On August 1, 2003, while cycling in Victoria, BC I slammed into a tree head- (and helmet) first. During the summer of 2003, 4 (or sometimes 3) friends and I would cycle on Fridays for 2 or 3 hours and on that particular Friday we had chosen a route that took us close to Victoria General Hospital. I don’t remember too much from that day, but when I returned to Victoria a friend drove me to see the the tree that I hit with my head (I was wearing a helmet and worked. If it didn’t work I wouldn’t be writing this). I had a severe traumatic brain injury.
I awoke from my coma two weeks later, unable to walk and barely audible. After I was flown back to my home in St. John’s, NL, I spent two years working with incredible doctors and rehabilitation therapists. I know first-hand how tough recovering from a brain injury can be. However, I was lucky…all things considered. I was lucky to have met incredible, not to mention inspiring, people and rehabilitation therapists.  I was also very fortunate to keep my personality and have only some mobility affected.
I was unable to walk for six months following my injury and began using a walker after I left in-patient therapy. My incredibly motivated and enthusiastic physiotherapist weaned me off the walker and I began to walk with more and more confidence. Two years after my injury I decided it was time to return to Victoria to finish my Master’s of Public Administration. I could have completed this by distance from St. John’s, but I needed to prove to myself that I could cope on my own. Even though I had more confidence in my stability when walking, I certainly wouldn’t have called myself steady. That was a very difficult 8 months, but I am really happy I did it.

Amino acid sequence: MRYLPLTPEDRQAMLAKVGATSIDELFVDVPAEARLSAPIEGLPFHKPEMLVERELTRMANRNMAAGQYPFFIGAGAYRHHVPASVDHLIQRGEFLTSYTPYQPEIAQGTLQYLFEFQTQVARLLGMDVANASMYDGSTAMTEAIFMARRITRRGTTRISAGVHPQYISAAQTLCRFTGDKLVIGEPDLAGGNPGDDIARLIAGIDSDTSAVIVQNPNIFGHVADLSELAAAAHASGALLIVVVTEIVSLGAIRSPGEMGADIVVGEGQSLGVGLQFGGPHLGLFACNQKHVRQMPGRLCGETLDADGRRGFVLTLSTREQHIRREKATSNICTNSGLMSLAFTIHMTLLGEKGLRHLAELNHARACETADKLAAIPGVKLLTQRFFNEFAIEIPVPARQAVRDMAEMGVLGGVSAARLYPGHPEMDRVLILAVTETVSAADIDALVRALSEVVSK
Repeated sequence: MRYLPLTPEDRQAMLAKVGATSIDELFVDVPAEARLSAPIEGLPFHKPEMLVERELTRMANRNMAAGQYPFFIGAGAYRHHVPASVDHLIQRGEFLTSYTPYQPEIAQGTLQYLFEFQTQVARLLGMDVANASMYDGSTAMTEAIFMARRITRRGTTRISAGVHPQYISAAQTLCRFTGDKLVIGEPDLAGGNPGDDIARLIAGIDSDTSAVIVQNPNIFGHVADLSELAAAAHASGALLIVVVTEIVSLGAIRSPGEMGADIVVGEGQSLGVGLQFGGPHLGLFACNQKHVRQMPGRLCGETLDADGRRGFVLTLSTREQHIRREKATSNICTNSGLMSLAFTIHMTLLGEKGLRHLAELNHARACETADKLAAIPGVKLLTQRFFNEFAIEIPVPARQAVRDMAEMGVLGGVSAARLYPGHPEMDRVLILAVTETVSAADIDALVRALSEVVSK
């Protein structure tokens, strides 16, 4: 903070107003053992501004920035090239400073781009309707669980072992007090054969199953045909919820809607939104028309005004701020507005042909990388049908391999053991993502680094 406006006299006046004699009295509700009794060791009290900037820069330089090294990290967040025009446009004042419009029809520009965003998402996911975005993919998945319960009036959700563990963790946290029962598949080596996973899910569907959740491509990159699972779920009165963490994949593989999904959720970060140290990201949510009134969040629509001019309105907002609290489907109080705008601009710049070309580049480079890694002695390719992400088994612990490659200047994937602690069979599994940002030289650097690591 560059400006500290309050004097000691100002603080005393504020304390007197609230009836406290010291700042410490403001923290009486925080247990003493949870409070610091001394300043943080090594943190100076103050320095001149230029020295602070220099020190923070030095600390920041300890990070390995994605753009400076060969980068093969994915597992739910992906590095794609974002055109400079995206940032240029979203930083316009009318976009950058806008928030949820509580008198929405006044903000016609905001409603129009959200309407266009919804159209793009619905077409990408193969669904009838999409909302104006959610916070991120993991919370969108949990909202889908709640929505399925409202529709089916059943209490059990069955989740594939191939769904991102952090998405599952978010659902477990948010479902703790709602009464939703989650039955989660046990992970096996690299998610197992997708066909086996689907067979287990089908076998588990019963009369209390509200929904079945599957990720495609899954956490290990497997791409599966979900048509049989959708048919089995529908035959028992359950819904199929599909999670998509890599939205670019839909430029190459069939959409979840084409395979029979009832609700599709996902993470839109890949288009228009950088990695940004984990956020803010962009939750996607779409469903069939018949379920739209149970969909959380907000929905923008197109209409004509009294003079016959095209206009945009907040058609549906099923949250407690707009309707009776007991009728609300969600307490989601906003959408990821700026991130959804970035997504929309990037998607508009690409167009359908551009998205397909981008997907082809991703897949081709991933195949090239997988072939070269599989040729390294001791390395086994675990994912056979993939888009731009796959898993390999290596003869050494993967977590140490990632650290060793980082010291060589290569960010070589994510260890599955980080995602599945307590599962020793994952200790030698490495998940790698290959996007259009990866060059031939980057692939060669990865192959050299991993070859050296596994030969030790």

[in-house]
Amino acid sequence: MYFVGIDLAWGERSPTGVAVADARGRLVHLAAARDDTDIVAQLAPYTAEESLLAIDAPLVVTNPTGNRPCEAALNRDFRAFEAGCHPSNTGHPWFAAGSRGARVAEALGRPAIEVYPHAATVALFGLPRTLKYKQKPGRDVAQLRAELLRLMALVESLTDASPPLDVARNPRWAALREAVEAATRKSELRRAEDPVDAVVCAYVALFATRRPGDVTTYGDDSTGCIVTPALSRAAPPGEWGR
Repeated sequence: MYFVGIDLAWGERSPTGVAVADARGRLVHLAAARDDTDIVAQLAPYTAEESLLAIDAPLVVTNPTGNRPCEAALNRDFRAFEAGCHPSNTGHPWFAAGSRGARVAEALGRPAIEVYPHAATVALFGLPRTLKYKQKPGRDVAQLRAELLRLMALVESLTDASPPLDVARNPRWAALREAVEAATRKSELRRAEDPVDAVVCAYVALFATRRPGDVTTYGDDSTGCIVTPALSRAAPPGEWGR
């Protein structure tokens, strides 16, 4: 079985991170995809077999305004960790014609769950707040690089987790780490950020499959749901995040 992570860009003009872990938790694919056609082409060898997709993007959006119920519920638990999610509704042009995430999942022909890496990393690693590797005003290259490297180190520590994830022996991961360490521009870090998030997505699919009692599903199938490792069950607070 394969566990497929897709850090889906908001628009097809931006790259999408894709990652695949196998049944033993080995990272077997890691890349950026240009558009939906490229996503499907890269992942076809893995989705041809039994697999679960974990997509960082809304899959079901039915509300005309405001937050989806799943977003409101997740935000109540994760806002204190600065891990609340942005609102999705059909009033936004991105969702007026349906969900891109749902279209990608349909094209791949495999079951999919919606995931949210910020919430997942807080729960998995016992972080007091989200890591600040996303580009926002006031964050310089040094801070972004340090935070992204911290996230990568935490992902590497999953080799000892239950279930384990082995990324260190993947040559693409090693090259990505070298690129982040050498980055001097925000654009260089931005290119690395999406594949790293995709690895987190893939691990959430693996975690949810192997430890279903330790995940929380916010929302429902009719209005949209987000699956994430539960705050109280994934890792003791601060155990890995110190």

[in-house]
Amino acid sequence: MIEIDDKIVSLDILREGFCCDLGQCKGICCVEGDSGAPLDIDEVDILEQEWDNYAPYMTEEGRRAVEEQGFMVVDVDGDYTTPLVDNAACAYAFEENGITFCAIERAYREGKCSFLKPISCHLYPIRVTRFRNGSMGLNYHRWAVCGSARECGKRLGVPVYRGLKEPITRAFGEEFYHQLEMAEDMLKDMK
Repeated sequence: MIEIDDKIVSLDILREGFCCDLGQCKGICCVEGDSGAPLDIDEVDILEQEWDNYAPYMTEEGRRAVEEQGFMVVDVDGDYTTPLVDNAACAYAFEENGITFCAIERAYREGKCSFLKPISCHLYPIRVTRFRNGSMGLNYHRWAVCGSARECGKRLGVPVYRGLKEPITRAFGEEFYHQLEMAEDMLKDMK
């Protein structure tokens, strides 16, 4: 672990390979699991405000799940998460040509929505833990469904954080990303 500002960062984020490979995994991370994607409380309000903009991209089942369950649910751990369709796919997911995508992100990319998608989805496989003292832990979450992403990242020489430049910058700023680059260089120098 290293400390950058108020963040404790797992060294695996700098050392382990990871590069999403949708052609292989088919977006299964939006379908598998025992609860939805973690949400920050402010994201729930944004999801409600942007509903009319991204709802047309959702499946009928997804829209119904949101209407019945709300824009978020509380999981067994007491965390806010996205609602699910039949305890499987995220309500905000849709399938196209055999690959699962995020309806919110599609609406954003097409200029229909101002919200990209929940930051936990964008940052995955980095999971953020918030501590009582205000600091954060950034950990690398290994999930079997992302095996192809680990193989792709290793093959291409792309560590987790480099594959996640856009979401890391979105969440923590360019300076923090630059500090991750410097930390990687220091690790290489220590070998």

Before I was brain injured, I considered myself a bit of an athlete. I had played water polo for 8 years, basketball in high school and I had just started triathlons. About a year before the accident, a friend and I had completed our cycling trip across Canada. Now 9 years since I hit that tree, I am not yet physically able to run, jump, or ride a bike. My swimming is much slower and I have nowhere near the stamina, or coordination/strength on my left side, to play water polo. But everything is slowly improving and it will take a long time, but I am hopeful that I will eventually get to where I want to be physically (and here’s hoping that will include an end to the double vision I’ve had since my brain injury).